Photo provided by Hartford Yard Goats

Ezequiel Tovar in action with the Hartford Yard Goats.

“When I first saw young Mr. Tovar, I was like, ‘Wow!’ said Schmidt. “We knew he could line up, but we thought the bat had a chance.”

When Tovar started his professional career in 2018 in the Dominican Summer League at age 17, he was a hitter who stood 6 feet tall and weighed 164 pounds. He now only hits from the right side, weighs 194 and can drive the ball out of the park to all courts.

“The power was a bonus,” Schmidt said.

For Denorfia, Tovar is the kind of player who influences his teammates and helps win ball matches in various ways.

“It has this trickle effect,” Denorfia said. “He makes so many plays, he takes the pressure off the pitching staff and I have to use fewer bullpen guys. It makes my job so much easier. This is my love poem for him as a defender.

Tovar showed promise as a top-tier hitter in spring training when he was named camp’s most valuable player. He hit .550 (11 for 20), with a 1.650 OPS and three home runs in 10 Cactus League games. He didn’t stop knocking.

“What he can do as a 20-year-old is very special,” Denorfia said. “He has quality bats almost every time.”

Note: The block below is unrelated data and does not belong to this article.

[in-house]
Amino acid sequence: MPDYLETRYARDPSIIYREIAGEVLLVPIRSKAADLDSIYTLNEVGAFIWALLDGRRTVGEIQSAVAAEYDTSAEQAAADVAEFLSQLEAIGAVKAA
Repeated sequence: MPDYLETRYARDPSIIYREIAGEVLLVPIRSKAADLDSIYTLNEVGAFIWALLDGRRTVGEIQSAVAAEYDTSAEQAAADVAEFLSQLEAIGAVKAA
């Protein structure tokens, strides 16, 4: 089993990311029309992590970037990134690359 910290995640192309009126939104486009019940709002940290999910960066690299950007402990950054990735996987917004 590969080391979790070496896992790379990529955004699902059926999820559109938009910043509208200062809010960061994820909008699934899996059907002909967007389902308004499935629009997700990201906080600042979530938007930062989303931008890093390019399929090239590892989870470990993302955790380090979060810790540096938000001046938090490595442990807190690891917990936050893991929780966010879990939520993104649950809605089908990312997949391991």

A prime example of Tovar’s prowess beyond his years came in a May 29 game at Richmond.

“It was his first at bat of the game and he was 3-0,” Denorfia said. “We gave it the green light. So this 20-year-old kid takes an A-plus hack and hits an opposite-field homer.

“Now most young guys would have fallen over themselves trying to make it 3-0 and they would have ended up fouling or going out. But he got up and hit an “oppo” homer. He’s a special kid with incredible maturity on both sides of the plate.

But is Tovar special enough to make the quantum leap from Double-A to majors? Or will he have to make a pit stop at Triple-A Albuquerque this year or next?

“He plays with a lot of confidence,” Schmidt said. “Now we want to see how he reacts when he starts to face the pitchers for the second or third time. They will adjust so we want to see how he counters.

Tovar hit a disappointing .161 (14 for 96) in the 2021 Arizona Fall League, despite hitting three home runs. It was his first taste of failure.

“He struggled a bit, but maybe it was good for him,” Schmidt said. “He hunted a lot, but he made some adjustments and that helped him a lot. We could see the difference in the spring.

Tulowitzki bypassed Triple-A and went straight to the majors, and Story played just 61 Triple-A matches in 2015. Whether or not Tovar follows a similar fast track remains to be seen.

Tulowitzki, who was seasoned with three years of college ball at Long Beach State, cautions that it takes a special person, as well as a special team, for a young player to thrive.

“It’s a big leap and I don’t think it’s for everyone, to be honest,” Tulowitzki said. “I wasn’t close to a finished product and I had to learn from the big leagues. But I wasn’t scared, I had a good work ethic and I was outspoken.